Hospital has major turnaround in fee collection

| 24/10/2017 | 37 Comments

(CNS): The hospital boss told the Public Accounts Committee Tuesday that there has been a dramatic improvement in collections at the Health Services Authority this year. HSA CEO Lizette Yearwood said that this month alone the collection of patient fees has more than doubled compared to the previous average monthly amount. With a week left to go before the end of October, the HSA has already collected $14 million in fees for the month, compared to a previous average of around $6 million, she said and told the committee that a tremendous amount of work had been done to drastically increase collections.

Yearwood and HSA board chair Jonathan Tibbetts made their second appearance before the parliamentary committee this month, having been recalled to discuss issues surrounding the employment of Deloitte as consultants to assist with the hospital’s financial challenges.

They explained to PAC the rationale for employing consultants, what the remit for the contract was and the HSA’s progress in plugging the long-standing gaps in its ability to produce accurate accounts.

Yearwood said that the HSA Patient Services’ financial services team had done “tremendous work and drastically increased” collections. She said the controls that had been implemented following the recommendations of the Office of the Auditor General and the consultants were “yielding very positive results”, and she was confident that by the end of 2018 the hospital would get a clean opinion on its financial report for the first time in the history of the authority.

Tibbetts told the PAC that the issue of bad debt was also being tackled, and although the hospital is still dealing with an accumulative debt of over $100 million, the year-to-year debt comparison was also dropping significantly. He said that at the end of the 2015/2016 fiscal year the hospital had acquired another $15 million in new debt, but at the end of 2016/2017 it will have had fallen to $7 million and he said it was expected to continue falling.

Yearwood said that in addition to the process controls and improved management the hospital was now taking a different approach. Except for emergencies, the HSA is asking how people will pay before they are treated; and having introduced the threat of court action for non-payment, the debt was coming down and it would not be increasing.

However, she did not say if this new approach of focusing on ensuring patients are insured or have the means to pay before offering service had impacted the policy of treating all those in need of medical attention.

Both the CEO and the board chair remained confident that by 2018 the hospital would receive a clean audit opinion and would have made serious inroads in preventing further debt accumulation.

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Category: Government Finance, Government oversight, Health, Politics

Comments (37)

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  1. Anonymous says:

    The right people, in the right places, at the right time can make all the difference in the world. Case in point!




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  2. Anonymous says:

    So when they don’t collect the receivables it’s a problem, when they do collect, it is also a problem, then people wonder why none of the crabs get out of the bucket and we keep having to appoint expats to senior positions, you can never please Caymanians.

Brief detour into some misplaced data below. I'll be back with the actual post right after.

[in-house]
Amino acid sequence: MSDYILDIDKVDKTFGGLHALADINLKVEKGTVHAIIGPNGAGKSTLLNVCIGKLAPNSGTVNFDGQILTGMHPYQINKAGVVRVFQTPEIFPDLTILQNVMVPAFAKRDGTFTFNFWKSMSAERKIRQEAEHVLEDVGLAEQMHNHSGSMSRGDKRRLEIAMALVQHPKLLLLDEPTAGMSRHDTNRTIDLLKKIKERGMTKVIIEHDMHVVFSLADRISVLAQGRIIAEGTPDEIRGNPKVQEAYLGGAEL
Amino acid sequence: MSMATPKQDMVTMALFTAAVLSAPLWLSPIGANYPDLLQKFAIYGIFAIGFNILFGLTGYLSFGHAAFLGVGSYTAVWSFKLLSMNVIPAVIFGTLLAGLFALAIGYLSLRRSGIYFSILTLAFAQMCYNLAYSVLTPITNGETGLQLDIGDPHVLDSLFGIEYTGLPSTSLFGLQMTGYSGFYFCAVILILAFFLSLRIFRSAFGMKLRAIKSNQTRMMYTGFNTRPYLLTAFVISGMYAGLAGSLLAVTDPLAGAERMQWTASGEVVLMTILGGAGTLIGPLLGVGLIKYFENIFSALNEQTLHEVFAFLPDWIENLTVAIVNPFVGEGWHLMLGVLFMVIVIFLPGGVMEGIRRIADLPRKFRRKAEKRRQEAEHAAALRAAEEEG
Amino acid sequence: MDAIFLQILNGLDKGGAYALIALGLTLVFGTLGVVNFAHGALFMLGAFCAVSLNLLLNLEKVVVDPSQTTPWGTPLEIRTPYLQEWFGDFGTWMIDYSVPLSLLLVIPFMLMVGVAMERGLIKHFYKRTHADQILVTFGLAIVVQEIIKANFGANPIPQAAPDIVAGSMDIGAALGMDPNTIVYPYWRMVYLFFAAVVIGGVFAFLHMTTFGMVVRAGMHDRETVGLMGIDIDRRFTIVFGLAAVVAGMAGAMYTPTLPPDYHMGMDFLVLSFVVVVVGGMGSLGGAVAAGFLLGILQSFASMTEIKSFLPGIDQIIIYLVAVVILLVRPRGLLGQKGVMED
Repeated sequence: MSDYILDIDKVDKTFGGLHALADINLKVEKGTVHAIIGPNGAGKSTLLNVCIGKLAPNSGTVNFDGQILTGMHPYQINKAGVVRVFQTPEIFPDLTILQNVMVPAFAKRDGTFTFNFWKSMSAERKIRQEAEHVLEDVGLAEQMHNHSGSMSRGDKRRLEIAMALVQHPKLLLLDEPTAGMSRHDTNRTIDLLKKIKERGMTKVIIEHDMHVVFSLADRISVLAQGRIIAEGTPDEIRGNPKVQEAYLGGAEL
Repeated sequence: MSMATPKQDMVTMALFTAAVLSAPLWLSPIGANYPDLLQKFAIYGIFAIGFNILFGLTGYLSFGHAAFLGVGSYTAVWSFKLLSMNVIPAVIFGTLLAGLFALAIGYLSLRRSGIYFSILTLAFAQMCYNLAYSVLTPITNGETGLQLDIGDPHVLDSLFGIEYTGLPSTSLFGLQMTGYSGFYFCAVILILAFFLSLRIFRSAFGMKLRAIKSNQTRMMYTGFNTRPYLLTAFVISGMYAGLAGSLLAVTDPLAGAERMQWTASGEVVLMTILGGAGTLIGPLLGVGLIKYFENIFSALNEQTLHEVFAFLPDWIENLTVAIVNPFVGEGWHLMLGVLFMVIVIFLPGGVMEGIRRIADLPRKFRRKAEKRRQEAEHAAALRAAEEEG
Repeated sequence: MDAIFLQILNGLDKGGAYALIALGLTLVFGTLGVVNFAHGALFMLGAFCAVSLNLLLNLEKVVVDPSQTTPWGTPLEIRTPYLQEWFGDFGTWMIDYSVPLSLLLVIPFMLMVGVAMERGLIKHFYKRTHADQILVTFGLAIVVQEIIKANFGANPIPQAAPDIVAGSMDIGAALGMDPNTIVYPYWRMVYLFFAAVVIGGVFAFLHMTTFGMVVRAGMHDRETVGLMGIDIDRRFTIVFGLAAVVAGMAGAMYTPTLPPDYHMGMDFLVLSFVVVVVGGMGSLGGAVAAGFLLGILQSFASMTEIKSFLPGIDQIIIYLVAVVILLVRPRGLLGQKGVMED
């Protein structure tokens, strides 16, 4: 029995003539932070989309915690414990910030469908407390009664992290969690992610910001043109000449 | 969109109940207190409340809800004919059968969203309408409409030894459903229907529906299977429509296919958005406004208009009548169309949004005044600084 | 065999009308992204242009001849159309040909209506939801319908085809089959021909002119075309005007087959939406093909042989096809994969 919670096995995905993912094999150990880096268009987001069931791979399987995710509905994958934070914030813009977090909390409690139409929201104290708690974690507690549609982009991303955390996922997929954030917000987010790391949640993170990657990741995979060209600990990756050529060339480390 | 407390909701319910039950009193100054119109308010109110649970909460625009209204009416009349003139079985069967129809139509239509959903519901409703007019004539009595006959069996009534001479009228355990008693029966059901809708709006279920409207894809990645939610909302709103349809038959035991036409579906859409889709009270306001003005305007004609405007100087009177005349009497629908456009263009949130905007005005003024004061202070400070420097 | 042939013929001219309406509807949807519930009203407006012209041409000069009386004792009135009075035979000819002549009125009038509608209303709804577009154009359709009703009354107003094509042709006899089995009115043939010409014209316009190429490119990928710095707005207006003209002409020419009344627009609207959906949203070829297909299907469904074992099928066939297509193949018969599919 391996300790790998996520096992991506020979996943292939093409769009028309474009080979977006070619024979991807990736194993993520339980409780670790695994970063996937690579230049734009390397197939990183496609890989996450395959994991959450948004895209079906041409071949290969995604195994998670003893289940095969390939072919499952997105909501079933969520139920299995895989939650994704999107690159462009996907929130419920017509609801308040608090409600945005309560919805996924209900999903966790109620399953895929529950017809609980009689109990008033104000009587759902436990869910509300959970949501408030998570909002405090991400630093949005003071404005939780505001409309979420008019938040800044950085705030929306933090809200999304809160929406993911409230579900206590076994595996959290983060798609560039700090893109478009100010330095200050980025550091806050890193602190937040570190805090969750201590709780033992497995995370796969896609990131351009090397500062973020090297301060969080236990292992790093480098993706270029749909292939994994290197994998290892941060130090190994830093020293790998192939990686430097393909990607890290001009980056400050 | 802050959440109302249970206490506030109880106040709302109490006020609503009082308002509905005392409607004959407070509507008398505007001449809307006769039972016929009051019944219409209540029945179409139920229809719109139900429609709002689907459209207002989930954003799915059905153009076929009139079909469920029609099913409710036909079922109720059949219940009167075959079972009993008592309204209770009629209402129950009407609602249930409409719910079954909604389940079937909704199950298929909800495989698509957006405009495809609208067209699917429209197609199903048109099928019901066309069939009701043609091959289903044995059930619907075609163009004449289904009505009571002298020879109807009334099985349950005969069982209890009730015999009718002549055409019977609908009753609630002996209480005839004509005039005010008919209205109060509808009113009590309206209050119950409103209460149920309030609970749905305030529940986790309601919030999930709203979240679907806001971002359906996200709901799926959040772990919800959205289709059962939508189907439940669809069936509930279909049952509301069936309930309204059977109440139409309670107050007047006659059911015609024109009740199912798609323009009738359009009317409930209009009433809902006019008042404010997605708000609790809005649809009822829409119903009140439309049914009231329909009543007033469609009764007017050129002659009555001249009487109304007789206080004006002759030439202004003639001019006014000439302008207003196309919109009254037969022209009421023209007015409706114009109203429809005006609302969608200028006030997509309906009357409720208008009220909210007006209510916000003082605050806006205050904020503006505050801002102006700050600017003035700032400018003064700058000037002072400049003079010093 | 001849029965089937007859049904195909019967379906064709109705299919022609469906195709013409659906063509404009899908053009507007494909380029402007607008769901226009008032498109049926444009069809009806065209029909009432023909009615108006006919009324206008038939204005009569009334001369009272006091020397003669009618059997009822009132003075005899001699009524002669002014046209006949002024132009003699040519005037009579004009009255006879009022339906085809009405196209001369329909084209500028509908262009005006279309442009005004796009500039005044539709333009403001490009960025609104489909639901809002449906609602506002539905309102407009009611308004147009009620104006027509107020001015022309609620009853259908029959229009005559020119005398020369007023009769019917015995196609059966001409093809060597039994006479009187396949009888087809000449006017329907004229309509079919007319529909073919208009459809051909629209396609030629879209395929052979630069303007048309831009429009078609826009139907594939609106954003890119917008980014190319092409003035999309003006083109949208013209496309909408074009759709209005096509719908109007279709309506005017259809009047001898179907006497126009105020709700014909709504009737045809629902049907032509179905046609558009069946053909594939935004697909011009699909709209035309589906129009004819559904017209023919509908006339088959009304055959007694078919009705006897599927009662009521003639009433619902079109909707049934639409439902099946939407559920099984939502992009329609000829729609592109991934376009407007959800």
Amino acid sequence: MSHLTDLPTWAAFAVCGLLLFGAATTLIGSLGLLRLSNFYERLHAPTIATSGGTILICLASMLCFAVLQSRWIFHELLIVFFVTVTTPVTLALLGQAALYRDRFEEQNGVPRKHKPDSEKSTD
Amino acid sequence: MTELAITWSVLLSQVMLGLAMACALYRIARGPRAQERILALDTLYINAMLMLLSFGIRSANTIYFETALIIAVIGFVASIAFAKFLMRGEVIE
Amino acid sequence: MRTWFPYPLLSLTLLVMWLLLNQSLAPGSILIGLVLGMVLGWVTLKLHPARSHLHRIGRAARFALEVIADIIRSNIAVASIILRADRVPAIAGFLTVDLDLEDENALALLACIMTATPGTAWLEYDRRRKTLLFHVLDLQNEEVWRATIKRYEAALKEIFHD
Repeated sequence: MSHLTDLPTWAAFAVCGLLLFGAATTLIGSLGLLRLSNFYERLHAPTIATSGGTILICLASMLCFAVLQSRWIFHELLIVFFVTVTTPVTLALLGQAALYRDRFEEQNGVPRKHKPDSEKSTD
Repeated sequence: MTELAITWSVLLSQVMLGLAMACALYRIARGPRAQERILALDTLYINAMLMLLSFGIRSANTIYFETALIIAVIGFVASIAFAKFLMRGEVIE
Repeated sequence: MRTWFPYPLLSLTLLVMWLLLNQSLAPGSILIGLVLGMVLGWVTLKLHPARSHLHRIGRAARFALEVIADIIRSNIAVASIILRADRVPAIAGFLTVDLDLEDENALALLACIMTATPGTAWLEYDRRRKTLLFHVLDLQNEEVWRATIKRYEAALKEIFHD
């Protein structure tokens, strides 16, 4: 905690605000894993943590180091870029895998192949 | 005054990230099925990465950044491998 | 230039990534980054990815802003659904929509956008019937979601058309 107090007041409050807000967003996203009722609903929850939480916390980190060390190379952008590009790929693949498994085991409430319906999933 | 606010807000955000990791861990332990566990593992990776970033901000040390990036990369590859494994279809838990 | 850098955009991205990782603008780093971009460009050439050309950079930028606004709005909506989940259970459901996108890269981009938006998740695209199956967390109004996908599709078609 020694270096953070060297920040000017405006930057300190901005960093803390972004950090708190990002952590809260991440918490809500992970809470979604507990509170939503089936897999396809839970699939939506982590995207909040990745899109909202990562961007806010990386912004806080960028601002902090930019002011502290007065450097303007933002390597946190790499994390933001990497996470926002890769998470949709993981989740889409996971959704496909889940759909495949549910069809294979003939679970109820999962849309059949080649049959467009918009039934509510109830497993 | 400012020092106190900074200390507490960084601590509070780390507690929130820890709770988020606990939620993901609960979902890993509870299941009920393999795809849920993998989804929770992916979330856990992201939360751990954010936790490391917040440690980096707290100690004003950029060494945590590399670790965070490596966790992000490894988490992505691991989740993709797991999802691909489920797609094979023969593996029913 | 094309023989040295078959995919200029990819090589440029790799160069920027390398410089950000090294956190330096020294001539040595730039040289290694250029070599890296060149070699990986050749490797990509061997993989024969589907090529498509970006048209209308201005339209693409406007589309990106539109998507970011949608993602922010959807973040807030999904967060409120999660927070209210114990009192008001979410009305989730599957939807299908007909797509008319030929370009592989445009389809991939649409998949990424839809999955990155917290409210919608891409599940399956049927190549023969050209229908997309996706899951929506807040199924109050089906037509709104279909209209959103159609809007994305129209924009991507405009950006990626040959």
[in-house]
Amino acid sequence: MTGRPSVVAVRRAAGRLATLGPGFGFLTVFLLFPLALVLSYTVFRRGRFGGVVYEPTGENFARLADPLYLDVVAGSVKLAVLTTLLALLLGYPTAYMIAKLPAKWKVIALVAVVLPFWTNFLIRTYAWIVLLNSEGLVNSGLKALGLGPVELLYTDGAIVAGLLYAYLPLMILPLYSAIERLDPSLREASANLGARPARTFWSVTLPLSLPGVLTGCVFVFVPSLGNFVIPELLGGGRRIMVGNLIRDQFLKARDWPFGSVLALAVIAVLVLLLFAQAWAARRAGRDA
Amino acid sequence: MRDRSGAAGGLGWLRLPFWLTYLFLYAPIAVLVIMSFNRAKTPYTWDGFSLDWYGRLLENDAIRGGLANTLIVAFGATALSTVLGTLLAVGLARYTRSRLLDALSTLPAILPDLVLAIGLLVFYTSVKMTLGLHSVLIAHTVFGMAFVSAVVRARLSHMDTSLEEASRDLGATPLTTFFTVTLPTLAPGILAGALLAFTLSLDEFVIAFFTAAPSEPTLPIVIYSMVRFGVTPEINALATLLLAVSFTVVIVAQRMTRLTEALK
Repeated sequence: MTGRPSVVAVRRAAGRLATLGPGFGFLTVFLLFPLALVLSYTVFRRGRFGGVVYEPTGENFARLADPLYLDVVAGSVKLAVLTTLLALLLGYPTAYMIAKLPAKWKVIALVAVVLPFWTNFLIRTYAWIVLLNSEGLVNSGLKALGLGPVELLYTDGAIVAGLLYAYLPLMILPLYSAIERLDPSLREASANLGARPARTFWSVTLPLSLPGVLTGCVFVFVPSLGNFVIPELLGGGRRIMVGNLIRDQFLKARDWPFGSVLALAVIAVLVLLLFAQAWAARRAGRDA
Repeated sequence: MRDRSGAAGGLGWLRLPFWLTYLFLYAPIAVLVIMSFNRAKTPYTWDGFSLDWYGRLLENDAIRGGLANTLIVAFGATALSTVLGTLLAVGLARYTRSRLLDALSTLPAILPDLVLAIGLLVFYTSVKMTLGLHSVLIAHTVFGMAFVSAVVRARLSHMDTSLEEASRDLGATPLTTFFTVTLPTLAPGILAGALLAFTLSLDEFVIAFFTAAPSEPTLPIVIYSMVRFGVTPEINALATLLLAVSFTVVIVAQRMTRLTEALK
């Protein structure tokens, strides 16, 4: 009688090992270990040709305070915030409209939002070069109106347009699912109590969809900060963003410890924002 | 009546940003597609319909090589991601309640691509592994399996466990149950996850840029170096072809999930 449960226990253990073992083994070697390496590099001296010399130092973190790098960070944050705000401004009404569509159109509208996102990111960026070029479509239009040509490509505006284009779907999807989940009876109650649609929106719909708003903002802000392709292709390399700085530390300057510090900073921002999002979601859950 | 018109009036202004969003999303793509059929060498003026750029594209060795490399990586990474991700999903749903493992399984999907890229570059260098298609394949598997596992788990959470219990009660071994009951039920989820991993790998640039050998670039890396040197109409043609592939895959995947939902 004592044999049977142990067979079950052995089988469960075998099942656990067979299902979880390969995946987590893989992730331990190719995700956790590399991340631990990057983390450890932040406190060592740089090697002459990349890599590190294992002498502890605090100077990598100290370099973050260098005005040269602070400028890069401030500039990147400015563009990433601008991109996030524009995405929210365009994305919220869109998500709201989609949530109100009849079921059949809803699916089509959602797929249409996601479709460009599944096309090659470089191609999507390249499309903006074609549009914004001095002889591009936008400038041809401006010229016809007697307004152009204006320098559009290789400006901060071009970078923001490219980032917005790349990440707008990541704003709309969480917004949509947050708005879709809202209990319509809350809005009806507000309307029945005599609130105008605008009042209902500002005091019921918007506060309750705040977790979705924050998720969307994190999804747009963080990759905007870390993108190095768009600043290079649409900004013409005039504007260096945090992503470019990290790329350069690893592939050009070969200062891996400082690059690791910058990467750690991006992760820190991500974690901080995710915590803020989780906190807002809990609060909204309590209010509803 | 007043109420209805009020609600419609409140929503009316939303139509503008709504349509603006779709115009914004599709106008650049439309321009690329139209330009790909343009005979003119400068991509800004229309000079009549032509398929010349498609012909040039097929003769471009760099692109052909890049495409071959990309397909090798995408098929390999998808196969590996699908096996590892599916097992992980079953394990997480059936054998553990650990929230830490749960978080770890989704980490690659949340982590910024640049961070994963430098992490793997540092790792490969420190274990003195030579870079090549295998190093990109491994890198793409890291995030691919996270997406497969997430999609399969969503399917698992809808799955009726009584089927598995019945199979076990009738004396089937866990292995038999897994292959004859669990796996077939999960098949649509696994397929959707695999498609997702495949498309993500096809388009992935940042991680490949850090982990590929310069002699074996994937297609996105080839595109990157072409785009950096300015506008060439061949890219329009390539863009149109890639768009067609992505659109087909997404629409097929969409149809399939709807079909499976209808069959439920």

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  3. Diogenes says:

    How opportune and what fantastic timing, perhaps the garbage fees can be collected as well maybe the PAC needs to be steered in that direction

    Diogenes




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    • Anonymous says:

      PAC had nothing to do with HSA. You will read the first line… HSA boss “TOLD.” Where do you see that PAC had anything to do with this?




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      • Anonymous says:

        While HSA is an authority, it is still owned by the government and peoples of the Cayman. Islands so PAC has everything to do with it.




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        • Anonymous says:

          Your comment implied that it was PAC that got the collections going. My comment was that PAC had nothing to do with getting the organization turned around… . How exactly then does PAC have everything to do with collecting the money?




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          • Diogenes says:

            And you think the PAC meeting earlier is not the reason why they are touting these new collection numbers, this is a trend that will likely continue now that the opposition is breathing down their neck. Notice I never said that the PAC was responsible for the collection of fees. I am simply saying that if perhaps the PAC goes sniffing around the department responsible for collecting said fees that maybe they will have some magic new numbers to report as well.

            And you really think that the HSA magically started collecting “drastically increased” amounts of money for no reason, even if you somehow think that it is a coincidence which it likely is not. Why would you not want the PAC to start looking into the situation with other monies that the government doesn’t seem interested in collecting.

            Read the name of the person who replies next time, he was not me and and this is my first response to any comment under my initial comment

            Diogenes